Your Monday Summary: Omigron avoids many vaccines


good morning. We cover the latest Omigron news, the Hong Kong elections and the Times Inquiry into civilian casualties from US airstrikes.

A growing body of preliminary research suggests that most Govt vaccines provide no protection against infection from the highly contagious Omigran variant. Only booster-backed vaccines made by Pfizer and Moderna, which are not widely available worldwide, are effective against infections.

Other vaccines – including AstroGeneca, Johnson & Johnson and vaccines made in China and Russia – have done nothing to stop the spread of omigran, according to preliminary research. As most countries have developed vaccination programs around these vaccines, this gap could have a profound impact on the course of the epidemic.

However, most vaccines used worldwide offer significant protection against serious diseases. Early Omigron data suggest that hospitals in South Africa are significantly lower in this wave.

Us: The fourth wave came just days before Christmas. More than 125,000 Americans get tested positive every day, and hospital admissions in two weeks have increased by almost 20 percent. Only one in six Americans has received a booster shot.

Here are the latest updates and maps of the epidemic.

Among other developments:

  • Some Southeast Asian tourist sites have reopened, but some foreigners are still traveling.

  • Two lawyers and a civil rights activist are under investigation after trying to prosecute the country’s leaders for their devastating handling of the epidemic in Iran.

  • The UK is considering locking up as cases increase.

Hong Kong held assembly elections this weekend, imprisoning or deporting several opposition leaders for the first time since Beijing changed its constitution to a strict “patriot” only.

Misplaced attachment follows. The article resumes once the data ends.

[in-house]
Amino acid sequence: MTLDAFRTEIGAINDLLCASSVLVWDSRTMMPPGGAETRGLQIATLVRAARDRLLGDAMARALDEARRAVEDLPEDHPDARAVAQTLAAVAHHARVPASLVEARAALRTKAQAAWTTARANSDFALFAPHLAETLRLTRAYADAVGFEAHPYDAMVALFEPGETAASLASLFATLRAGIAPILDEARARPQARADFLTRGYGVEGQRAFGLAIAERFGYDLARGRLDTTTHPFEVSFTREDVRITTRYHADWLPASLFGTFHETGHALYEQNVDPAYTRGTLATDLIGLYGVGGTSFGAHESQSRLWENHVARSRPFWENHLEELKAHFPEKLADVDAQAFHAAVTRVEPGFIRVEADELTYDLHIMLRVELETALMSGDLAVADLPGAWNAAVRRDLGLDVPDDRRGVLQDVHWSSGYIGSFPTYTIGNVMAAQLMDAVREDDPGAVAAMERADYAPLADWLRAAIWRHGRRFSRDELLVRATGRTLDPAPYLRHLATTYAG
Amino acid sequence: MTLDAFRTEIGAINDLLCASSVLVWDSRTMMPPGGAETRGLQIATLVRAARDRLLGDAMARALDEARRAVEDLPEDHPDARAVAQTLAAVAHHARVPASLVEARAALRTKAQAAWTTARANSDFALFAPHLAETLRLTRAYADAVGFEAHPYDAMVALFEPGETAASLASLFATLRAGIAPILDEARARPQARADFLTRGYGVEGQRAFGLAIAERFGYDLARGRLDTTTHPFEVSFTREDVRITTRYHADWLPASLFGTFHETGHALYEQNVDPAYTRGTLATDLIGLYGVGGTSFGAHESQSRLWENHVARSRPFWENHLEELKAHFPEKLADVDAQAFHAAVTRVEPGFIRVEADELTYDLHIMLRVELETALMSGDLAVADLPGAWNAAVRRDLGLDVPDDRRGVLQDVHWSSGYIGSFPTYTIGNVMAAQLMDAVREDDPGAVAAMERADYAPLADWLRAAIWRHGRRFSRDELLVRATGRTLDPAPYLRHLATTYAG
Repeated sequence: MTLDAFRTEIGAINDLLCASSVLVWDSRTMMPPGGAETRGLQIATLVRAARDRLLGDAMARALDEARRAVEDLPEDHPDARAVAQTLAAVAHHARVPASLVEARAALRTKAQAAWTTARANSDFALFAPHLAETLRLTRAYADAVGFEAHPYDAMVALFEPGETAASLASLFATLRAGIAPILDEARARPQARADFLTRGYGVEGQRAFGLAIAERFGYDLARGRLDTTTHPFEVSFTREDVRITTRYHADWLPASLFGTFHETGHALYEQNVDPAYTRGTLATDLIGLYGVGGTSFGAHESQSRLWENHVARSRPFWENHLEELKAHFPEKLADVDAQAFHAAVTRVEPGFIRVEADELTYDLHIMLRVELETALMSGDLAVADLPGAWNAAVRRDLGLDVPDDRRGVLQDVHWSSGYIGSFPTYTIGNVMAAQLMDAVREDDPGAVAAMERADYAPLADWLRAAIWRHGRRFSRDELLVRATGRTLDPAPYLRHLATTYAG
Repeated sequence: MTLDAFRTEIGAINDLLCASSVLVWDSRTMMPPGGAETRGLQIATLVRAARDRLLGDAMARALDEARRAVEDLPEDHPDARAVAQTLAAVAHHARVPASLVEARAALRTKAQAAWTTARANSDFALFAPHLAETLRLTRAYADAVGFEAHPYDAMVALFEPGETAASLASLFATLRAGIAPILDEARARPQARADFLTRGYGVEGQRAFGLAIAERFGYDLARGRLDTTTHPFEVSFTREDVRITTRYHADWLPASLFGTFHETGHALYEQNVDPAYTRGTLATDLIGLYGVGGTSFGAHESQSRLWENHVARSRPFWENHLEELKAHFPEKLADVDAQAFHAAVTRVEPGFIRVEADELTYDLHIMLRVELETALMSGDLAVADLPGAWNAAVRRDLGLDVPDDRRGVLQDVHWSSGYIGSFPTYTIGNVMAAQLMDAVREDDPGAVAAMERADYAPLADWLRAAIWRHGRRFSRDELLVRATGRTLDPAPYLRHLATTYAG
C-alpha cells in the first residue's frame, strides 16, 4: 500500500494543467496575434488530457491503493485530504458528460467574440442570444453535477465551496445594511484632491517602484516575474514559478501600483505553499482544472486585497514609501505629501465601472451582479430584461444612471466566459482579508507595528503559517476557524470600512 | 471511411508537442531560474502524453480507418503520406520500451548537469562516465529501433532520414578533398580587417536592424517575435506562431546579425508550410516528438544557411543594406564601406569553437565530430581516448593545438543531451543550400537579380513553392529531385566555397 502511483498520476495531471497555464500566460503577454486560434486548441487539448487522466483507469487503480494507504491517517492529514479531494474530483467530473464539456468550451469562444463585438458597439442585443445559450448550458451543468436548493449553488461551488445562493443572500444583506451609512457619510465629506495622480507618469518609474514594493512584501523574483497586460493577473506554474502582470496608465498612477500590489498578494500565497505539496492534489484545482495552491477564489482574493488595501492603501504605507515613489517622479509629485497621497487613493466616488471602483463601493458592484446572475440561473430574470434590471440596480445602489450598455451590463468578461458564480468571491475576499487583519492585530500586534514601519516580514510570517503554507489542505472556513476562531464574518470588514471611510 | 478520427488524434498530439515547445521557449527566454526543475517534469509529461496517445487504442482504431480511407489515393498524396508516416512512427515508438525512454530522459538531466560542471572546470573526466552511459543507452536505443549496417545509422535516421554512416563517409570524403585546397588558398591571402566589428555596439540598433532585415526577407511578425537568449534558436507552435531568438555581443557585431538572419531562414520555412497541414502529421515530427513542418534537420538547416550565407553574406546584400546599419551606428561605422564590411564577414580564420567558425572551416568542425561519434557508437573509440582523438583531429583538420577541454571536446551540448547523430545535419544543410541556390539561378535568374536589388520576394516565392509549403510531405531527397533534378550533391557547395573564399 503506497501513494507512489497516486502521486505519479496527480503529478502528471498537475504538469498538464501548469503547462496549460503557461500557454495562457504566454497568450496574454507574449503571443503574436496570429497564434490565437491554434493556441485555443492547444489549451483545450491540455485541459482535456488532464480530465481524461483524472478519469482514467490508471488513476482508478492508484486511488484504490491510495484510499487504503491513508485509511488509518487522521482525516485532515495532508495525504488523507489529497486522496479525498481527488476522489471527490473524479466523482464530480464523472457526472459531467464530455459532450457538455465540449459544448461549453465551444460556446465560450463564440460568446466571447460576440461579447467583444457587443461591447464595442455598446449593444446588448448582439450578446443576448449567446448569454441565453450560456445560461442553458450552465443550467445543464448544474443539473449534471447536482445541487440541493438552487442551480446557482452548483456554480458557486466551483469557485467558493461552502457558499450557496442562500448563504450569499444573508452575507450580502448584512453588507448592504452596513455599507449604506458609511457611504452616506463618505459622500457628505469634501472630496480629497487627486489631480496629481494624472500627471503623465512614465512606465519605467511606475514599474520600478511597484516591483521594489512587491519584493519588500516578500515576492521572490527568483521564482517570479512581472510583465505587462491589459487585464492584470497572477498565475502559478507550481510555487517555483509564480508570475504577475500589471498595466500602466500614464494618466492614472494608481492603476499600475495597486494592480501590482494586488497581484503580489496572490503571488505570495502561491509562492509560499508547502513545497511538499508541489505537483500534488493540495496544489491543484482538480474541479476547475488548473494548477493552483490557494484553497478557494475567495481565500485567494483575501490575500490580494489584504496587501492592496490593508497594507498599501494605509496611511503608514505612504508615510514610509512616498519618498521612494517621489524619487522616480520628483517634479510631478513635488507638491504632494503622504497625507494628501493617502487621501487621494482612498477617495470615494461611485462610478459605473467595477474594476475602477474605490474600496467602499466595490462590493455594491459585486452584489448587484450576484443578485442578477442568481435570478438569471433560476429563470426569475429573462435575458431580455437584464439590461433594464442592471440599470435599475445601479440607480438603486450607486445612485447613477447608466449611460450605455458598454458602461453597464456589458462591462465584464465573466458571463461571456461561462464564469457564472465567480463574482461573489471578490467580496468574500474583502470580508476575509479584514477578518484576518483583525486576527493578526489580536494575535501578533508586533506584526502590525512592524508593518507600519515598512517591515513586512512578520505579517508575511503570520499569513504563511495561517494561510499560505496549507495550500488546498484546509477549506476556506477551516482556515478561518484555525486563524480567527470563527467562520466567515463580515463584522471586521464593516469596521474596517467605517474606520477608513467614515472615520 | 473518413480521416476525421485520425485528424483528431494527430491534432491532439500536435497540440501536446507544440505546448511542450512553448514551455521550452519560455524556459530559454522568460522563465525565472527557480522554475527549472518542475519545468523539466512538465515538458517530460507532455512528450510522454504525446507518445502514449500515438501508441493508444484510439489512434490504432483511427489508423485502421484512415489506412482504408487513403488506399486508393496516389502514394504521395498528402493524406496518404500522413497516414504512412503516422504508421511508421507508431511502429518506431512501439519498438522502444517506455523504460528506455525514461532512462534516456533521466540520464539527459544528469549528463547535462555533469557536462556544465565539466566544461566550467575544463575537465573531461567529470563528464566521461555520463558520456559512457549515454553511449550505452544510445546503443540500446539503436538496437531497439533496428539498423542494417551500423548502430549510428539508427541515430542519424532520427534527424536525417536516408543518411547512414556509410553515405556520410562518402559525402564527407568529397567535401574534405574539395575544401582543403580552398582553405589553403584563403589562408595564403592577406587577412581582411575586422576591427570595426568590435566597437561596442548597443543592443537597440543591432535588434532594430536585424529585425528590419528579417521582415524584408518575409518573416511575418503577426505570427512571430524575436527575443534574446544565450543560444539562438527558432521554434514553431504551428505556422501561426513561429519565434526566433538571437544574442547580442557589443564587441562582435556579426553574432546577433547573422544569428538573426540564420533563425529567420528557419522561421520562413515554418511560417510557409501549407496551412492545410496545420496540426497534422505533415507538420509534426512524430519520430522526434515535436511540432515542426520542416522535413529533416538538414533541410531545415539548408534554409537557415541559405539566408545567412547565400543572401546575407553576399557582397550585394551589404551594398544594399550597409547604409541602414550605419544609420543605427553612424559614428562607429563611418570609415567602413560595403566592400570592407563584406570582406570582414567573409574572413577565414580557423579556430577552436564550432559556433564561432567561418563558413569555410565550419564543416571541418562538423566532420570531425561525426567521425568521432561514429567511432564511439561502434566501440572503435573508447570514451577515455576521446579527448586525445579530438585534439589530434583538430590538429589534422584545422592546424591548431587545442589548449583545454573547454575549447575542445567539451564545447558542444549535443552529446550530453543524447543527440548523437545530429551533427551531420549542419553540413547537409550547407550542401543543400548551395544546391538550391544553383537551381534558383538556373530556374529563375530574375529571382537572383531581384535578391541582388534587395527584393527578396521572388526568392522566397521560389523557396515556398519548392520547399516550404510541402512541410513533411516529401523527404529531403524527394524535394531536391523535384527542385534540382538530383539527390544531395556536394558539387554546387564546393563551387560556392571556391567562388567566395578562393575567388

Under the restructuring, only 20 sites were directly selected by residents; The rest were selected by industry groups or Beijing believers. My colleague Austin Ramsey says that total control of the establishment in the legislature is now guaranteed.

Analysis: Although the government has effectively determined the outcome of the election, it is still pressuring voters and the opposition to participate in order to give legitimacy to the vote.

Profile: Polls suggest that Gary Lam, Hong Kong’s chief executive, is the region’s most influential leader. But Lam appears to have been revived and is ready to seek a second term if Beijing allows it.

The five-year Times investigation into US air wars in Iraq, Syria and Afghanistan has been plagued by deeply flawed intelligence, a rapid and often inaccurate target, with thousands of civilian deaths – with very little responsibility.

The military’s own covert estimates, obtained by The Times, document the death toll of more than 1,300 civilians since 2014, many of them children. All of these findings are in stark contrast to the US government’s image of war waged by drones and precision bombs.

Documents also show that despite the Pentagon’s highly codified system for investigating civilian casualties, its promises of transparency and accountability have led to opacity and impunity.

details: Here are the key points from the first part of the investigation. The second part will be released in the coming days.

Posts: The Times received records of claims for information freedom and lawsuits filed against the Department of Defense and the U.S. Federal Command. Click here to access the full draw.


Raguko, one of the oldest and worst forms of comedy in Japan, has long been dominated by men. But a female artist, Neo Katsura, is now praised for her uncanny ability to portray drunkards and idiots alike – male and female.

The New York Times Faces Quiz provides an opportunity to see how well you know some of the personalities for 2021. We have selected 52 people. When each face is shown to you, you must tell us the name. (Yes, we are good at spelling.)

Compared to other Times readers, play it here.

What to cook


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